WoundAssure wins 2022 Freeman Design Awards
The 2022 Andrew Freeman Design Innovation Awards were held on May 10 at the University of North Dakota.
WoundAssure was awarded first place at this year's Andrew Freeman Senior Design Innovation Awards. The winning team consisted of University of North Dakota (UND) Electrical Engineering and Computer Science collaborative team of seniors Adam Laasko, Gabe Carlson, Matthew Kuznia and Zachary Wenzel who created a portable device that allows diabetic wounds to be assessed by using thermal mapping technology and a UV camera.
“Our project was pure innovation,” Kuznia said. The team engineered a device that was not only functional but also provided accessible results from a tablet or smartphone. Filling a need in the diabetic community was a driving factor in this project, which aims to more accurately assess wound severity and healing prognosis. Team member Gabe Carlson is a Type 1 diabetic himself.
“It has a lot of practicality in the medical field,” added Laasko. “There are a lot of senior design projects that are hard to apply, but seeing ours get results and have an effect on people makes it really interesting.”
For the past 22 years, this award has been bestowed to the students who have embodied the core values of Andrew “Andy” Freeman – innovation, communication and teamwork. Freeman was a UND engineering graduate and the general manager of Minnkota for 42 years. His legacy also includes inventing the head bolt heater – a plug-in heating device to help a car or tractor start on cold days.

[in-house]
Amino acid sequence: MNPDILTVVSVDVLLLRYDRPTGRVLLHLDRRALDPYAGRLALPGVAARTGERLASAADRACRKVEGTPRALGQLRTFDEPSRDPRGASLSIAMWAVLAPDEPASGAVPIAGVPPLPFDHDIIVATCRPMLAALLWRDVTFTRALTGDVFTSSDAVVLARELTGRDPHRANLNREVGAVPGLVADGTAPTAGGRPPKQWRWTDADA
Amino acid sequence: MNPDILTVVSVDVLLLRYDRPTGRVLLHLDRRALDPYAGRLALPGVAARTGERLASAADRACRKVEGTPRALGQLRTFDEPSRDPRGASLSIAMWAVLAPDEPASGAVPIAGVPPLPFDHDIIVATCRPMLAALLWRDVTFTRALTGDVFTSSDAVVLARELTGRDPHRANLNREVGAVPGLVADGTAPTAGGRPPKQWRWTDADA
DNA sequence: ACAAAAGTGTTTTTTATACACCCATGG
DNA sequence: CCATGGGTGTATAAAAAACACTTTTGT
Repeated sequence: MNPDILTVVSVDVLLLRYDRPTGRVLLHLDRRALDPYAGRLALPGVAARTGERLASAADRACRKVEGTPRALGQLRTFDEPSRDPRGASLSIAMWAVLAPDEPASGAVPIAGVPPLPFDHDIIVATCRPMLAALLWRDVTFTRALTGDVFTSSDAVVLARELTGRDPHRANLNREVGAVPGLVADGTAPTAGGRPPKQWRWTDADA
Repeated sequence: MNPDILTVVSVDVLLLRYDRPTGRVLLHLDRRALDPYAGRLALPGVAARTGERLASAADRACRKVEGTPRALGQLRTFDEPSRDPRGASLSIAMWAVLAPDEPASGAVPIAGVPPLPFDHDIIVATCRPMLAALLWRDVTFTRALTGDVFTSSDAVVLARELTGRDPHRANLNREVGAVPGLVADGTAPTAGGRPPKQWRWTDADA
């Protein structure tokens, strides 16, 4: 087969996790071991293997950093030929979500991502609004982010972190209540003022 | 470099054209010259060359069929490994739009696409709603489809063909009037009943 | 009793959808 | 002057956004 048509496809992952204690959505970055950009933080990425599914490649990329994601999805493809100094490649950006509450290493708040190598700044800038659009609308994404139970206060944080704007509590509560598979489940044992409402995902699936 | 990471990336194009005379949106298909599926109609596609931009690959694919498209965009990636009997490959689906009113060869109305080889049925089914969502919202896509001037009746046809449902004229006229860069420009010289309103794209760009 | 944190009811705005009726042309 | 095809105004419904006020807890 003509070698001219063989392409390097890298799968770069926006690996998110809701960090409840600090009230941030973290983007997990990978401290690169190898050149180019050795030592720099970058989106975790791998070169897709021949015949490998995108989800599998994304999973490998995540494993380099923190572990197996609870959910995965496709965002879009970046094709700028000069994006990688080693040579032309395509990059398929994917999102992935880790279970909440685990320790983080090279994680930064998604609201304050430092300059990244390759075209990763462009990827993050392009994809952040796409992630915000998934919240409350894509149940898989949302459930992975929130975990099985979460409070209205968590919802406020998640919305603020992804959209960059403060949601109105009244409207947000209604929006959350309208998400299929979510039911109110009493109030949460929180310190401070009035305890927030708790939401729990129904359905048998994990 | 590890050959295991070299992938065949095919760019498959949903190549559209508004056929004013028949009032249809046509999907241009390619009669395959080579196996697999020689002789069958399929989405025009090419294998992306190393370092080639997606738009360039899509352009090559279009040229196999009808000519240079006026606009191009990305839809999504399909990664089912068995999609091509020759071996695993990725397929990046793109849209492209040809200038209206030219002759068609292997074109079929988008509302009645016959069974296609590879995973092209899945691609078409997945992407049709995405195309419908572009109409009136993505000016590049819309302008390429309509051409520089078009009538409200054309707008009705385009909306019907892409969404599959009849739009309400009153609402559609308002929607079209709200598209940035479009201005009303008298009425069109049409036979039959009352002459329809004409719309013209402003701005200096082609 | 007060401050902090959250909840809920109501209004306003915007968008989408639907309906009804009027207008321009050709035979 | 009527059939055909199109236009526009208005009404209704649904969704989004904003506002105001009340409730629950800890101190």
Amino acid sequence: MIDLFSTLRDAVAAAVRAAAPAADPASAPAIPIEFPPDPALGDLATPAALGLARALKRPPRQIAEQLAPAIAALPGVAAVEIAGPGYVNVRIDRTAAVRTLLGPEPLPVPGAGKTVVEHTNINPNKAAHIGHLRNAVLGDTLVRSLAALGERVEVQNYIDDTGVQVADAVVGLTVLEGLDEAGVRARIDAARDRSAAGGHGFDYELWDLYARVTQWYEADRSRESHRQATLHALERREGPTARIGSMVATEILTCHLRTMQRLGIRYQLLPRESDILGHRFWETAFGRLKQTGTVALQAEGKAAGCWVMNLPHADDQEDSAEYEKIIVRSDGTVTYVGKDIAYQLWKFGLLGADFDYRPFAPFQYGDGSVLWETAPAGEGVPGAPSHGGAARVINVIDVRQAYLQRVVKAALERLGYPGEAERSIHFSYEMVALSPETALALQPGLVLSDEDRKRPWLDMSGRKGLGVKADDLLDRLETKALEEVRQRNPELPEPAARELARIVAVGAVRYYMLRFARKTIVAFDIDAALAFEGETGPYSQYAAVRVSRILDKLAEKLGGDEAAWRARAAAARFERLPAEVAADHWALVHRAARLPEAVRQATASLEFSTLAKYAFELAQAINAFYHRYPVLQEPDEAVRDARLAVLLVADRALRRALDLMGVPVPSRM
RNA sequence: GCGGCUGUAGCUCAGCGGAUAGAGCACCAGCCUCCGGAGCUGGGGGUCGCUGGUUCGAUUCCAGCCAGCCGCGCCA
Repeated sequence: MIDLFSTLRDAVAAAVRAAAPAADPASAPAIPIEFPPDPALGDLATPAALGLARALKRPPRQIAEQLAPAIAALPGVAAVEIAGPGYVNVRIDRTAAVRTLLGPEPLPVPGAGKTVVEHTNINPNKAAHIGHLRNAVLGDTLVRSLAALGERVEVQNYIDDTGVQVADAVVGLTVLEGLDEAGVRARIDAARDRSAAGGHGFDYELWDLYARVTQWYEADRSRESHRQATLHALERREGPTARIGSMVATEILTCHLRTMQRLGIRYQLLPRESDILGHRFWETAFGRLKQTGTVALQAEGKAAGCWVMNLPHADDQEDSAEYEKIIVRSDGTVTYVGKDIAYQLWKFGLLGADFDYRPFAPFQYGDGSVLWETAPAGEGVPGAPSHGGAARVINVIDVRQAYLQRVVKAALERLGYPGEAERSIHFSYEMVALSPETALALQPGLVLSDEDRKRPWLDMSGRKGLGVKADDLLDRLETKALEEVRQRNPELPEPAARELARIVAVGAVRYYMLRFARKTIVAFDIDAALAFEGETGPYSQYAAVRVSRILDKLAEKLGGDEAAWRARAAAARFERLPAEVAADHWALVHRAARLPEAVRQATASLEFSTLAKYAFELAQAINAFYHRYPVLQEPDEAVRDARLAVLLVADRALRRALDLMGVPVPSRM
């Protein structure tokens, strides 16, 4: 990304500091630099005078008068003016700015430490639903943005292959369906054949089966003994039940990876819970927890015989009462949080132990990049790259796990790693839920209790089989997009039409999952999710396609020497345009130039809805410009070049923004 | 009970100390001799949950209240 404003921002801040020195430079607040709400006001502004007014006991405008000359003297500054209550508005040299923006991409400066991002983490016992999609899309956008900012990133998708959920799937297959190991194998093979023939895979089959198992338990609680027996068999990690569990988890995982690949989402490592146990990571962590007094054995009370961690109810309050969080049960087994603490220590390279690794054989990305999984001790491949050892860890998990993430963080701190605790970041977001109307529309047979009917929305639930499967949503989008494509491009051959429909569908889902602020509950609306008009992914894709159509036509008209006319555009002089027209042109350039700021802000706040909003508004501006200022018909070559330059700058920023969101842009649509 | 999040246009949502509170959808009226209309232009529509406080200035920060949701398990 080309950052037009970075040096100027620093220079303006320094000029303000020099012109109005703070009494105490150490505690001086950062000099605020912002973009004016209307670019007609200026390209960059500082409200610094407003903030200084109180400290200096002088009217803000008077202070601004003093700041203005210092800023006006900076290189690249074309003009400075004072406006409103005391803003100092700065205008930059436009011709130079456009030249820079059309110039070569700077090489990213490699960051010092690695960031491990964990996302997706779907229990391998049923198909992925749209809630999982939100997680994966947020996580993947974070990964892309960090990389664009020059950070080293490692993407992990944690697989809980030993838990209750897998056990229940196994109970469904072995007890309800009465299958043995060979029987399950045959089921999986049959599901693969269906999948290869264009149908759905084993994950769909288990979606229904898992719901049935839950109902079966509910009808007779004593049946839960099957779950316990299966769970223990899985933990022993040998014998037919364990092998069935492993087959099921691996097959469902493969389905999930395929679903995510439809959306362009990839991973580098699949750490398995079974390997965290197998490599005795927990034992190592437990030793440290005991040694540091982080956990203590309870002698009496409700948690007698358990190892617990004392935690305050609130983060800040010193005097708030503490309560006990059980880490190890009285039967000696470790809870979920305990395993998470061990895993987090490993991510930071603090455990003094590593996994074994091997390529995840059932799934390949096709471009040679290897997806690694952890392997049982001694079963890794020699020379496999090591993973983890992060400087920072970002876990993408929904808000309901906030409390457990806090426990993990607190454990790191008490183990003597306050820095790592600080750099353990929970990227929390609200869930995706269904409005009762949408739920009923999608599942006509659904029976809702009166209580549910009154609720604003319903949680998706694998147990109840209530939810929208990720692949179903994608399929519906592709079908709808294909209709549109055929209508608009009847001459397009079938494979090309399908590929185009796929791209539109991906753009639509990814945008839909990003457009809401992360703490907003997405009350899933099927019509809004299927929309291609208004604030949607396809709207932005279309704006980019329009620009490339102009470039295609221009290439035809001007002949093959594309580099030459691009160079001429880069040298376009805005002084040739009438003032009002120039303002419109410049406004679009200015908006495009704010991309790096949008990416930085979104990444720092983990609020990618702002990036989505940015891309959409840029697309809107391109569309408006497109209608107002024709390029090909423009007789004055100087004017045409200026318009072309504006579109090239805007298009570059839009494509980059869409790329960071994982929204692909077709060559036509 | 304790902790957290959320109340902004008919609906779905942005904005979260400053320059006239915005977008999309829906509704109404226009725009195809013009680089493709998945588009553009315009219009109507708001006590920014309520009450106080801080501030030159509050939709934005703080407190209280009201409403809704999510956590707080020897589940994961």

WoundAssure was awarded $2,000 from the endowment established in 1996 in honor of Andy.
“Keeping Andy’s legacy alive is really the key mission,” said Brendan Kennelly, Minnkota senior manager for power delivery engineering. Kennelly represented Minnkota while presenting the awards on May 10 in the Collaborative Energy Complex at UND.
“We are all very thankful for the support of Minnkota,” said Brian Tande, Dean of the College of Engineering and Mines. “This is always a fun event every year and as I’m sure you realize, a lot of work goes into these projects, not only by the students but by the faculty. Your recognition of that is very much appreciated.”
The second-place winners reverse engineered a Digital Media Vending International (DMVI) slushie machine to increase the efficiency of the machine and improve product capacity. Team members were Mechanical Engineering seniors Jacob Hatfield, Elijah Riesgraf, Daniel Vallejos and Jorge Florencia were awarded $1,500.
The third-place winners focused on a method to convert fuel-grade ethanol into aromatic hydrocarbons. The project evaluated how various high-value chemicals could be created through this process. Team members were Chemical Engineering seniors, Abbie Radermacher, William Moe and Josiah Burkman were awarded $500.
MAIN IMAGE (Minnkota/Michael Hoeft) Left to right: Jacob Hatfield, second-place team; William Moe, third-place team; Elijah Riesgraf, second-place team; Josiah Burkman, third-place team; Gabe Carlson, first-place team; Brendan Kennelly, Minnkota; Matthew Kuznia, first-place team; Dr. Michael Mann, Associate Dean for Research; Brian Tande, Dean of the College of Engineering and Mines. Not pictured: Adam Laasko, first-place team; Zachary Wenzel, first-place team (distance student); Daniel Vallejos, second-place team (distance student); Jorge Florencia, second-place team (distance student); Abbie Radermacher, third-place team.